Trenton Search and Rescue Region
The Trenton Search and Rescue Region (SRR) is an area of more than 10 million square kilometres — the bulk of Canada's land mass, plus Hudson's Bay, James Bay, and the Canadian portions of the Great Lakes and the Arctic Ocean.
From Canadian Armed Forces Base Trenton on the shore of Lake Ontario, the Trenton SRR extends east to Québec City and west to the Alberta–British Columbia border. From south to north, it extends from the Canada–United States border to the North Pole.
The Joint Force Air Component Commander, based in Winnipeg, Manitoba, is also the commander of the Trenton SRR.
Resources in the Trenton SRR
The Trenton Joint Rescue Coordination Centre (JRCC Trenton), located at CFB Trenton, is the joint Canadian Armed Forces–Canadian Coast Guard centre for search-and-rescue (SAR) monitoring, alerting and emergency response in the Trenton SRR.
JRCC Trenton is responsible for air and maritime SAR response under Canadian Joint Operations Command (CJOC).
The Trenton SRR has the following primary SAR squadrons:
- 424 Transport and Rescue Squadron from 8 Wing Trenton, Ontario, flying CC-130 Hercules tactical transport aircraft and the CH-146 Griffon helicopters; and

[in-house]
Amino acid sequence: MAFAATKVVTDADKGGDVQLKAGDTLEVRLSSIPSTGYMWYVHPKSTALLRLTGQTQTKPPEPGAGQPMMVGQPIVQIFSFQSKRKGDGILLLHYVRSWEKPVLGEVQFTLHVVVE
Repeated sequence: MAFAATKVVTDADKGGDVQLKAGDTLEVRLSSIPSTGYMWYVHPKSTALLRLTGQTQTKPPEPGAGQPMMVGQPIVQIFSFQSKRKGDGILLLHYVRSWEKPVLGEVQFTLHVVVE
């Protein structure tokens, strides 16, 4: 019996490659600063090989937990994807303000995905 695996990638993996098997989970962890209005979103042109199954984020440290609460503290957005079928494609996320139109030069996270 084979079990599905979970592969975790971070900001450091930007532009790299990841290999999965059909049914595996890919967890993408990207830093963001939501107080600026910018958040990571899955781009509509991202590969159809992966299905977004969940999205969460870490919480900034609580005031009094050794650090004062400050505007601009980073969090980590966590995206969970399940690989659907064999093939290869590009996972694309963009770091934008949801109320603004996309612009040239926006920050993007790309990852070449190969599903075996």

- 435 Transport and Rescue Squadron from 17 Wing Winnipeg, Manitoba, flying CC-130 Hercules tactical transport aircraft.
To augment the efforts of designated SAR units, any other unit of the Canadian Armed Forces or the Canadian Coast Guard that is available, suitable and capable can be tasked to any SAR mission, or to any incident requiring SAR-type response for humanitarian reasons.
Non-governmental participants in SAR operations
Volunteer organizations such as the Canadian Coast Guard Auxiliary and the Civil Air SAR Association (CASARA) are important contributors to SAR operations.
Commercial and private vessels and aircraft operating or in transit near the scene of an incident may also be asked to join the SAR effort.
JRCC Trenton responds to about 3,500 SAR calls per year: about 70 percent of the responses are maritime, 20 percent air and 10 percent humanitarian. The busiest time of the year for maritime responses is summer, the season of pleasure boating on the Great Lakes and the lesser waterways of the Trenton SRR. Air responses peak in summer and fall, during the fishing and hunting seasons.
When a SAR mission arises from an incident at sea or in the air, the Trenton SRR commander works through JRCC Trenton to task Canadian Armed Forces and Canadian Coast Guard units and volunteer SAR organizations in the Trenton SRR to deliver the appropriate response.
When a SAR mission must be conducted on land or in the inland waters of the Trenton SRR, except in National Parks, which are federal lands administered by Parks Canada, primary responsibility lies with the government of the province or territory where the incident took place. The province or territory delegates the authority to initiate SAR operations to the police service with jurisdiction — the Royal Canadian Mounted Police in much of the Trenton SRR. The exceptions are: the Province of Quebec, where Sûreté Québec has jurisdiction; the Province of Ontario, where the Ontario Provincial Police have jurisdiction; and various municipalities (cities, regional municipalities and most towns), where municipal police services have jurisdiction.
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